On balance, from the rsponses here, a bullet can be hot enough to cause a skin burn. The only problem is the vanishingly short time it spends in contact with my protagonist.

The presence of the skin burn plays a role later on in the story. My inclination is to ignore the 'kill your darlings' guideline and hope any readers (if the story ever gets finished) won't think too hard.

Thank you for your thoughts,

AJ

Replies:   Ernest Bywater
Ernest Bywater

@awnlee jawking

bullet can be hot enough to cause a skin burn

I think it comes down to if the bullet penetrates the skin it won't leave a burn mark for a number of reasons. However, if it's a damn near miss that only just breaks the skin as it goes buy, it is possible it will leave a small burn mark as well as the light break in the skin, like a tiny groove. This is due to the longer contact time with the metal of the bullet.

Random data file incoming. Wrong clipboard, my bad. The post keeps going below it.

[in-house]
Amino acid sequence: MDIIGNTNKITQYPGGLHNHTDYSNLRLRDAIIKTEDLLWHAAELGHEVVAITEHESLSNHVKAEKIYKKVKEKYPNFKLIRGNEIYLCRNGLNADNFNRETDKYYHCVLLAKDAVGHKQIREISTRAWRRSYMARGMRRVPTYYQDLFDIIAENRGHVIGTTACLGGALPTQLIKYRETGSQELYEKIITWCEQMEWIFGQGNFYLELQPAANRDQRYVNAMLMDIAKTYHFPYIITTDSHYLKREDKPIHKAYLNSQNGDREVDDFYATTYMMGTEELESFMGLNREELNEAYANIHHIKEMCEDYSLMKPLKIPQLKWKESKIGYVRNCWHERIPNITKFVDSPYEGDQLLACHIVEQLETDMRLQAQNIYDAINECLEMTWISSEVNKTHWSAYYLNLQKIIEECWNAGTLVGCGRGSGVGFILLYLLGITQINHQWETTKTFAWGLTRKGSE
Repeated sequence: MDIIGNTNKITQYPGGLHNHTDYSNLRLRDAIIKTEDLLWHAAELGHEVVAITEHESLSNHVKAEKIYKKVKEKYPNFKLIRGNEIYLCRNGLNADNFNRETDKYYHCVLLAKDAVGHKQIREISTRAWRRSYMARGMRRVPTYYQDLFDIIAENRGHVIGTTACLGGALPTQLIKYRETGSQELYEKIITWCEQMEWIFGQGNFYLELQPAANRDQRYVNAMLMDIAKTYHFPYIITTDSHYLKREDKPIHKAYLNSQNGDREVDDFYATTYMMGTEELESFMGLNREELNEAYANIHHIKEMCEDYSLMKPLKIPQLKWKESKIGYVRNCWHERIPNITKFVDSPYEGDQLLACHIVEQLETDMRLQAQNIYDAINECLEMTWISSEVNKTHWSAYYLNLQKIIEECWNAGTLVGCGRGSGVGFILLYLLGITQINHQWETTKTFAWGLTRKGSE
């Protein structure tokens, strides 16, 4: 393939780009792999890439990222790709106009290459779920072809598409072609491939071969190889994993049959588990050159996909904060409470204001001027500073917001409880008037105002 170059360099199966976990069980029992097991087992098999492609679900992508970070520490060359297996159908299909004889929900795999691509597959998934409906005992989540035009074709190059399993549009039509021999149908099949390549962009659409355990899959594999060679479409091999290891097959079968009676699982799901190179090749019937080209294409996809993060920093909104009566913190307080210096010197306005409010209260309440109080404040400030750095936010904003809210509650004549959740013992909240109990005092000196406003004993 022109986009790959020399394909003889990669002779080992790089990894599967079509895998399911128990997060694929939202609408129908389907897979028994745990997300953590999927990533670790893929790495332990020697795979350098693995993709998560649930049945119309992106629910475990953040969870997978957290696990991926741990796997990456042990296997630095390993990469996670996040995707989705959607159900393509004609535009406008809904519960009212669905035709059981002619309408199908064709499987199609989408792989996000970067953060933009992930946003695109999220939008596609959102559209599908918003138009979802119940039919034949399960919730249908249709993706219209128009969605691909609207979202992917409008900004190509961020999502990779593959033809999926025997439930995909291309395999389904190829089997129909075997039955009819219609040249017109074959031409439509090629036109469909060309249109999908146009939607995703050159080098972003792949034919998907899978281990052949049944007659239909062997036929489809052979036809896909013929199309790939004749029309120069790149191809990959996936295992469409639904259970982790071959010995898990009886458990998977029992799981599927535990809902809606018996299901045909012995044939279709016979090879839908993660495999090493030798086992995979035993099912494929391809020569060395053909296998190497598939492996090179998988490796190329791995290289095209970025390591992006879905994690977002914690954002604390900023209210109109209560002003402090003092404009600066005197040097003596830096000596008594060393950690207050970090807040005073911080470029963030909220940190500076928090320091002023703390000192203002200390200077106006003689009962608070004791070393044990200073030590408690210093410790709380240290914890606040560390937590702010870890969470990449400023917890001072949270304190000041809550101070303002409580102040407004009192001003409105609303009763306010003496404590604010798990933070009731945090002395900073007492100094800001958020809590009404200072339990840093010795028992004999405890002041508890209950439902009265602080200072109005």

Replies:   Dominions Son
Dominions Son

@Ernest Bywater

if it's a damn near miss that only just breaks the skin as it goes buy, it is possible it will leave a small burn mark as well as the light break in the skin, like a tiny groove. This is due to the longer contact time with the metal of the bullet.


The contact is still too short for any significant radiative or conductive heat transfer. I would assume if a burn occurs, it is the result of friction as the bullet cuts across the skin, similar to a rope burn.

Replies:   bondsman  Ernest Bywater
bondsman
Updated:

@Dominions Son


The contact is still too short for any significant radiative or conductive heat transfer. I would assume if a burn occurs, it is the result of friction as the bullet cuts across the skin, similar to a rope burn.


I agree DS. Not to be forgotten though is that some amount of that friction, perhaps most of it, is created by the spin on the bullet in addition to its forward motion.

Ernest Bywater

@Dominions Son

The contact is still too short for any significant radiative or conductive heat transfer


I don't disagree, I only mention the only time I've heard of a burn from a bullet wound was in the situation of a light graze by the bullet searing the skin.

Replies:   Dominions Son
Dominions Son

@Ernest Bywater

I don't disagree, I only mention the only time I've heard of a burn from a bullet wound was in the situation of a light graze by the bullet searing the skin.